The airplane's right wing was separated at the wing root and rested adjacent to the airplane's engine. It was crushed aft along the leading edge. The upper wing skin was buckled outward, charred and melted. The bottom wing skin was melted and consumed by fire. The right fuel tank was broken open, melted, and consumed by fire. The smell of fuel was prevalent beneath the wing. The right wing tip was broken aft longitudinally along the rivet line and fragmented. The right aileron was bent upward near min-span. It was charred and melted at the inboard edge. The right flap was melted and consumed by fire. The right main landing gear strut was bent aft. The right wheel rim and hub were melted. The right tire was consumed by fire. The wheel pant was broken off and fragmented.

Flight control cable continuity was traced from the right aileron to the fracture at the wing root. The cable was stretched and unraveled at the fracture. Aileron cable continuity was confirmed from the fracture to the control yoke in the cockpit area.

The airplane's left wing was attached to the remainder of the bottom left side cabin wall and floor. It was crushed aft along the leading edge from the wing root to the tip. The top wing skin was buckled rearward. The left flap and left aileron showed no damage. Flight control continuity to the left aileron was confirmed. The left wing tip was broken at the forward edge. The left main landing gear showed no damage.

The airplane's fuselage, aft of the cabin area to the empennage, was broken open along the top, charred, melted, and consumed by fire. The tail cone was charred and melted. The vertical stabilizer and rudder were broken aft at the base from the tail cone. The left side of the vertical stabilizer and rudder showed no damage. The right side of the vertical stabilizer and rudder was charred and melted near the base. The right side of the horizontal stabilator was charred and melted. The left side of the horizontal stabilator and trim tab showed minor damage. An 8-inch wide, 6-inch long area of the left horizontal stabilator's upper skin, at the tail cone, was melted and consumed by fire. Flight control continuity to the stabilator and rudder was confirmed.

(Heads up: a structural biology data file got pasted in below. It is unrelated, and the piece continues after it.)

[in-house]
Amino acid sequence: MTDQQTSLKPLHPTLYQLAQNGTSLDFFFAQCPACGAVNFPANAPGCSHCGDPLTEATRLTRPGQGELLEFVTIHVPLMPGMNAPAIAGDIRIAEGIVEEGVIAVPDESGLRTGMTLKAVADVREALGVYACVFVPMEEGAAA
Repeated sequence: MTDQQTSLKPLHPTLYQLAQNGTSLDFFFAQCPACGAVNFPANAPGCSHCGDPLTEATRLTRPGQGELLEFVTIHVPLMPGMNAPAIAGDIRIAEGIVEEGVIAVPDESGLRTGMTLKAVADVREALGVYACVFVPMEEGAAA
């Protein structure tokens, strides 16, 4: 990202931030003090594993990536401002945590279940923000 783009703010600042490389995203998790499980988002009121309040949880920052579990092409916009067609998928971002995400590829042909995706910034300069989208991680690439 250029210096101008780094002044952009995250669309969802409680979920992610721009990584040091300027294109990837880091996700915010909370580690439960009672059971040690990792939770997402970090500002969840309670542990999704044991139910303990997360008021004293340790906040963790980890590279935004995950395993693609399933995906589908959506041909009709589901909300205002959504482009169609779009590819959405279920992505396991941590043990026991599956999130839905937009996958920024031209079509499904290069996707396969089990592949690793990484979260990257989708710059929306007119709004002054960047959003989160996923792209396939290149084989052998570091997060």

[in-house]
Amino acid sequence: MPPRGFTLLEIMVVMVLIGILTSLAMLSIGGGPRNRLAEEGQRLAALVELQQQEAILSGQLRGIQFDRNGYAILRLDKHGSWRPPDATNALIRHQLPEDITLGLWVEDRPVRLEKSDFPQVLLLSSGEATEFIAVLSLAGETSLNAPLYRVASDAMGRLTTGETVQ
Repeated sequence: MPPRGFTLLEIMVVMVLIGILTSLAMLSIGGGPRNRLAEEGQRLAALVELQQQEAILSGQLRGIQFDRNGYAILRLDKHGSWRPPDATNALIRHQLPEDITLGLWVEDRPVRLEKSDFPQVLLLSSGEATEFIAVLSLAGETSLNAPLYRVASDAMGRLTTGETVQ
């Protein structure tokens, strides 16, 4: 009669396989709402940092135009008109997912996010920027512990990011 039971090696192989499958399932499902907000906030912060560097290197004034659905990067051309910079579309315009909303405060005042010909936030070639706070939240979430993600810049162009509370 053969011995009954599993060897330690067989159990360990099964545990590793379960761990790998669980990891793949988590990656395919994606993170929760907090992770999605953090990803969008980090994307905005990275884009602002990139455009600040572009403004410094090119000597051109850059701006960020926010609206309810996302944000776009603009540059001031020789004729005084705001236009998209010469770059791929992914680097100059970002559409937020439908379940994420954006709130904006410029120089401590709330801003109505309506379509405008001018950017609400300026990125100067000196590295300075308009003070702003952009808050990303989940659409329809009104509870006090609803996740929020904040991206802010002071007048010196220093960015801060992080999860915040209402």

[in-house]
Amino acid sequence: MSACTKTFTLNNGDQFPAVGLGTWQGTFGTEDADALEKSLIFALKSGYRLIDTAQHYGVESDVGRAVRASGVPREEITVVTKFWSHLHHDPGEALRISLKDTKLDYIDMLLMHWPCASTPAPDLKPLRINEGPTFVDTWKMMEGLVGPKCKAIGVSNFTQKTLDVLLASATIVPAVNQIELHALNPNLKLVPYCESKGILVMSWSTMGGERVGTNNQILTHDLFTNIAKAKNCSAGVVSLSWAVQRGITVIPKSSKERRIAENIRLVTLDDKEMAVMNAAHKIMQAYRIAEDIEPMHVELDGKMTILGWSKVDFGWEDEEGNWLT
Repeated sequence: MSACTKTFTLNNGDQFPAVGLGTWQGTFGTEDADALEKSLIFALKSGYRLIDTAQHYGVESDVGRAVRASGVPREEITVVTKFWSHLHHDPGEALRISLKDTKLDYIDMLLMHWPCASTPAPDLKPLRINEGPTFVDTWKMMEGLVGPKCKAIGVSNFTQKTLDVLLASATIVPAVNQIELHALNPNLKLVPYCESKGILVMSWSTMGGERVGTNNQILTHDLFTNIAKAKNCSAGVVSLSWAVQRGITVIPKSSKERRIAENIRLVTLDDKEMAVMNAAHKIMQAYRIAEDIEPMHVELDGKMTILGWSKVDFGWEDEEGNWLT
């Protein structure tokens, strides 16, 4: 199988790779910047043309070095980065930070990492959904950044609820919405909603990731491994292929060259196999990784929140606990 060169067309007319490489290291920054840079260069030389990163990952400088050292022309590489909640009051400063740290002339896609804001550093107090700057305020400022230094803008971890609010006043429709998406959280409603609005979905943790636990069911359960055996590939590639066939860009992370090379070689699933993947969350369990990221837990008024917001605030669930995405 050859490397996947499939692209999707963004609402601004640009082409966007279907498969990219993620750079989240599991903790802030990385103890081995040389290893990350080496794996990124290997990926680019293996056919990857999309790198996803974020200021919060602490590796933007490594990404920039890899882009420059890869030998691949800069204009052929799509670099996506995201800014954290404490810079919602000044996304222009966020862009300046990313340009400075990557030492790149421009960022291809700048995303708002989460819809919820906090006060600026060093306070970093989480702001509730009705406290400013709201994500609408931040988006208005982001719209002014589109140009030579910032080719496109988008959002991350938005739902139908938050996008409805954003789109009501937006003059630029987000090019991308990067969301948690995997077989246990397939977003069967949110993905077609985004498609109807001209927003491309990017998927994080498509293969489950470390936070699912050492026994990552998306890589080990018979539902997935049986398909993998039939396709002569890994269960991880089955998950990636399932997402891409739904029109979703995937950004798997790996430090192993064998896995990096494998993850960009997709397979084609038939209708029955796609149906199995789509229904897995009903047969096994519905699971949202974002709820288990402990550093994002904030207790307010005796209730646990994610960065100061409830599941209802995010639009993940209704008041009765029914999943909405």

The airplane's vacuum pump and pilot's attitude indicator gyro were retained for further testing.

An examination of the engine, engine controls, and remaining airplane systems revealed no anomalies.


Units from the Dighton, Healy, Pendennis, and Shields, Kansas Fire Departments responded to a grass fire reported by a Lane County Sheriff s Deputy at 2049 cst.

A burned grass area, approximately 8 feet wide and 63 feet long, preceded the airplane main wreckage from southeast to northwest. The burned grass area continued around the airplane main wreckage and ran northwestward for 225 feet. This area was approximately 24 feet at its widest point, near the airplane main wreckage. An additional area of burned grass ran westward from the airplane main wreckage. The burned area formed an oval-shape that was 350 feet long, east to west, and 90 feet wide near the center.


An autopsy of the pilot was conducted by the Liberal County Medical Examiner, at Cimarron Pathology, Liberal, Kansas, on March 20, 2000.

FAA toxicology testing of specimens from the pilot was negative for all tests conducted.


The airplane's vacuum pump and pilot's attitude indicator gyro were examined at the Safety Board's Materials Laboratory. The examination showed that both components had been subjected to severe heating, up to the melting point of aluminum, approximately 1,000 to 1,200 degrees F. The attitude indicator gyro showed no mechanical damage to the case or rotor. The vacuum pump revealed no damage to the drive coupling, vanes, rotor, or case (See Materials Laboratory Factual Report).


Parties to the investigation were the Federal Aviation Administration, the New Piper Aircraft Company, and Textron Lycoming.

All airplane wreckage was released and returned to Crotts Aircraft Service, Incorporated, Dodge City, Kansas.